Lecture 13 Guide

Lecture 13 Guide -...

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Genomics
 I.
Structural
genomics
 
 
A.
Construction
of
genomic
libraries 
 
B.
Physical
mapping
 
 
C.
Bioinformatics
 
 

 II.
Functional
genomics
 
 
 
 

 
 
 
 
 
 
 
 A.
Characterize
proteome
 B.
Define
transcriptome
 
1.
Microarrays
 C.
Interactome
 
1.
Yeast
two‐hybrid
 
2.
Chromatin
immunoprecipitation
assay
(ChIP)
 D.
Mutational
analysis
 
1.
Targeted
mutagenesis
 
2.
RNA
interference
 III.
Comparative
genomics
 
 A.
Power
of
conservation
 
 

 
 
 
Genomics

 Objectives:
 
 Be
able
to
describe
the
basic
process
of
going
from
a
genomic
library
to
the

 sequence
of
a
genome
 
 Know
the
different
forms
of
evidence
that
are
used
to
make

 gene
predictions
(see
Fig
13‐12)
 
 Know
the
definitions
and
purposes
of
the
techniques
used
in
functional
genomics
 
 Understand
the
utility
of
genomics
for
understanding
the
genomes

 of
individual
people;
the
conservation
of
genes
across
species;

 and
the
roles
of
genes
that
are
different,
both
within
and
between
species
 Vocabulary:
 annotation
 bioinformatics
 contig
 structural
genomics
 functional
genomics
 comparative
genomics
 consensus
sequence
 microarray
 open
reading
frame
 sequence
assembly
 transcriptome
 proteome
 interactome
 RNA
interference
 pseudogene
 homolog
 chromatin
immunoprecipitation
assay
(ChIP)
 yeast
two
hybrid
assay
 in
situ
hybridizaton,
FISH
 The human nuclear genome viewed as a set of labeled DNA Chapter
13
Opener
 
 FISH
is
used
to
identify
where
a
particular
gene
falls
within
an
individual's
 chromosomes.
The
first
step
is
to
prepare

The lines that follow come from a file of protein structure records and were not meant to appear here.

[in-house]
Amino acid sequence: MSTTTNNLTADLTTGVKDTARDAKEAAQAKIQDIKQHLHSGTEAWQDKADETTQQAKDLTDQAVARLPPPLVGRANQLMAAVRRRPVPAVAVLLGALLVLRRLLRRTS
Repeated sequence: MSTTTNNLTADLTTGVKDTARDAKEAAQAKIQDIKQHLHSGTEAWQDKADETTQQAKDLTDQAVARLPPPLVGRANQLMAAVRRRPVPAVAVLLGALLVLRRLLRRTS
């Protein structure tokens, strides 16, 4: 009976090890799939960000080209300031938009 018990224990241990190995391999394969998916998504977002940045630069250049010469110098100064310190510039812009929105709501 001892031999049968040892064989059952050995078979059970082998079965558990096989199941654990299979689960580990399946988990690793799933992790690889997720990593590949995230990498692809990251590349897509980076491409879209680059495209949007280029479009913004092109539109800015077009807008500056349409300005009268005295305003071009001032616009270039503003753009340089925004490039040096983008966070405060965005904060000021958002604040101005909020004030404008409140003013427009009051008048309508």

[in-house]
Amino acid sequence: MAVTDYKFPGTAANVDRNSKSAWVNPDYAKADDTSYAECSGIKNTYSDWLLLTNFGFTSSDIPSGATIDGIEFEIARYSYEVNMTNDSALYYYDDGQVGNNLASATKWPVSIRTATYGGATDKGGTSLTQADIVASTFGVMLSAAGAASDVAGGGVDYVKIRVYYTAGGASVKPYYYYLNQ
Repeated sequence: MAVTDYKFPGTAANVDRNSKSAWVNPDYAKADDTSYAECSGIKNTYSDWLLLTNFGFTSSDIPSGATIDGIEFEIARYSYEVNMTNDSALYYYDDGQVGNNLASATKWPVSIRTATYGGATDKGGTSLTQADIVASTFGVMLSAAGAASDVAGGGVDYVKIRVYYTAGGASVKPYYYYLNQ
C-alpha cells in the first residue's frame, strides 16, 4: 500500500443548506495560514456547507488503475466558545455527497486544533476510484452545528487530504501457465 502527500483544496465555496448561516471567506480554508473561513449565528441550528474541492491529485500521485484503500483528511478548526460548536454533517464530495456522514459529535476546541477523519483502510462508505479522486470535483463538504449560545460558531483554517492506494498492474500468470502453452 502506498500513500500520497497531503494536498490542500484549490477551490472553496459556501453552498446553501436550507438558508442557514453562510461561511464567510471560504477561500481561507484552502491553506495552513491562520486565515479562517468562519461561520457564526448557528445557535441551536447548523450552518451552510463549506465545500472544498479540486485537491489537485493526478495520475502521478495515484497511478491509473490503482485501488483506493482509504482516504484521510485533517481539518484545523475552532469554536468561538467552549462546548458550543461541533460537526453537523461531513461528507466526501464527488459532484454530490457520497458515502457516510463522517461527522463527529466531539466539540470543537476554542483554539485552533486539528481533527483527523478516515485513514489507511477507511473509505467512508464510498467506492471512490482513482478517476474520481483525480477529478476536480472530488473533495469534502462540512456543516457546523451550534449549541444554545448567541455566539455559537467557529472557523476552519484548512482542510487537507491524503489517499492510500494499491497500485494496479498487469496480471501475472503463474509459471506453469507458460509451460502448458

short
sequences
of
single‐stranded
DNA
 that
match
a
portion
of
the
gene
the
researcher
is
looking
for.
These
probes
are
 labeled
by
attaching
one
of
a
number
of
colors
of
fluorescent
dye.
 
 FISH
was
used
to
localize
DNA
sequences
to
specific
chromosomes,
as
part
of
 the
human
genome
project.
The
previous
slide
shows
that
now
multiple
unique
 sequences
for
every
chromosome
have
been
identified,
and
are
visualized
as
a
 different
color
for
each
chromosome.
 The logic of creating a sequence map of the genome Figure
13‐2
 Strategy for ordered-clone sequencing Figure
13‐8
 Strategy for whole-genome shotgun sequencing assembly Analysis of DNA sequence: Gene hunting and annotation A protein encoding gene can be viewed/identified in accordance with binding sites related to regulating transcription, producing a mRNA transcript, and encoding a protein Many forms of evidence are integrated to make gene predictions Figure
13‐12
 The sequence map of human chromosome 20 The transcriptome is studied with the use of DNA microarrays DNA microarrays reveal profiles of gene expression Studying protein interactions with the use of the yeast two-hybrid system Figure
13‐20
 Steps in a chromatin immunoprecipitation assay (ChIP) Figure
13‐21
 Producing cells containing a targeted gene knockout Figure
20‐31a
 Producing a mouse containing the targeted gene knockout Disrupting gene function with the use of targeted mutagenesis Figure
13‐22
 Disrupting gene function with the use of RNA interference The mouse and human genome have large syntenic blocks of genes in common Testing the role of a conserved element in gene regulation Figure
13‐16
 Assignment

 Achieve
Objectives
List
(slide
2)
through
study
 and
practice.
 Solve
problems
from
textbook.

 Chapter
13:
 2,
6,
9,
12,
13,
16,
21,
22,
23
 ...
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